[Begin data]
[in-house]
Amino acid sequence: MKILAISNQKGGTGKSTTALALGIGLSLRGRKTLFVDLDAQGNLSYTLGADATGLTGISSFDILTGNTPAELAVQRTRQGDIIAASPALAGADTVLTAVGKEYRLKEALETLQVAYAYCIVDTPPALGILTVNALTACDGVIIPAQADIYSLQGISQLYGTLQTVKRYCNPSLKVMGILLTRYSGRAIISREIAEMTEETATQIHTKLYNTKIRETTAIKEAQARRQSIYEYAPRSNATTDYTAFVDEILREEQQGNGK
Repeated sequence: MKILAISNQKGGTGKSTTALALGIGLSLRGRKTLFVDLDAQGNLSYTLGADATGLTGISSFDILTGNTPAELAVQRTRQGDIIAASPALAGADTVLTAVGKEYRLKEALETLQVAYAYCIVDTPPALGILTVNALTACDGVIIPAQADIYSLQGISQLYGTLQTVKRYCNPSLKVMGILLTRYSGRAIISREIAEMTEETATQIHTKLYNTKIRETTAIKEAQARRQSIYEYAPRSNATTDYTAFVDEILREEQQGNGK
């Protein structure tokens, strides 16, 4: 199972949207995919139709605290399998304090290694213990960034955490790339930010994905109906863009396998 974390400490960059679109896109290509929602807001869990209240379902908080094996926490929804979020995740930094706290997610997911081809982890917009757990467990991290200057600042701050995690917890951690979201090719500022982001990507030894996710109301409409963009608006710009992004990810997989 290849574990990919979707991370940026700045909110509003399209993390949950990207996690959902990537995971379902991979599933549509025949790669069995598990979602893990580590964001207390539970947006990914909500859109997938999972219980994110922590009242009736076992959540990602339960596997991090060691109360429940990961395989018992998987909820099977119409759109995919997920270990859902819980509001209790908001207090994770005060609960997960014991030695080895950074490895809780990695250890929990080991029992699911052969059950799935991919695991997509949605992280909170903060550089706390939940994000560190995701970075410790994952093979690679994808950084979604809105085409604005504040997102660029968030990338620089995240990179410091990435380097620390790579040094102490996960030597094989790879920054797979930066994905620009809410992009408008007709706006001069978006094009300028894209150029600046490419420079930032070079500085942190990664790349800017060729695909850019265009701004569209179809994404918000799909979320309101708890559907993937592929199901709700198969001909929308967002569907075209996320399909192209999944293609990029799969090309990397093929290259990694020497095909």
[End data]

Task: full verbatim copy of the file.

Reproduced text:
[in-house]
Amino acid sequence: MKILAISNQKGGTGKSTTALALGIGLSLRGRKTLFVDLDAQGNLSYTLGADATGLTGISSFDILTGNTPAELAVQRTRQGDIIAASPALAGADTVLTAVGKEYRLKEALETLQVAYAYCIVDTPPALGILTVNALTACDGVIIPAQADIYSLQGISQLYGTLQTVKRYCNPSLKVMGILLTRYSGRAIISREIAEMTEETATQIHTKLYNTKIRETTAIKEAQARRQSIYEYAPRSNATTDYTAFVDEILREEQQGNGK
Repeated sequence: MKILAISNQKGGTGKSTTALALGIGLSLRGRKTLFVDLDAQGNLSYTLGADATGLTGISSFDILTGNTPAELAVQRTRQGDIIAASPALAGADTVLTAVGKEYRLKEALETLQVAYAYCIVDTPPALGILTVNALTACDGVIIPAQADIYSLQGISQLYGTLQTVKRYCNPSLKVMGILLTRYSGRAIISREIAEMTEETATQIHTKLYNTKIRETTAIKEAQARRQSIYEYAPRSNATTDYTAFVDEILREEQQGNGK
């Protein structure tokens, strides 16, 4: 199972949207995919139709605290399998304090290694213990960034955490790339930010994905109906863009396998 974390400490960059679109896109290509929602807001869990209240379902908080094996926490929804979020995740930094706290997610997911081809982890917009757990467990991290200057600042701050995690917890951690979201090719500022982001990507030894996710109301409409963009608006710009992004990810997989 290849574990990919979707991370940026700045909110509003399209993390949950990207996690959902990537995971379902991979599933549509025949790669069995598990979602893990580590964001207390539970947006990914909500859109997938999972219980994110922590009242009736076992959540990602339960596997991090060691109360429940990961395989018992998987909820099977119409759109995919997920270990859902819980509001209790908001207090994770005060609960997960014991030695080895950074490895809780990695250890929990080991029992699911052969059950799935991919695991997509949605992280909170903060550089706390939940994000560190995701970075410790994952093979690679994808950084979604809105085409604005504040997102660029968030990338620089995240990179410091990435380097620390790579040094102490996960030597094989790879920054797979930066994905620009809410992009408008007709706006001069978006094009300028894209150029600046490419420079930032070079500085942190990664790349800017060729695909850019265009701004569209179809994404918000799909979320309101708890559907993937592929199901709700198969001909929308967002569907075209996320399909192209999944293609990029799969090309990397093929290259990694020497095909």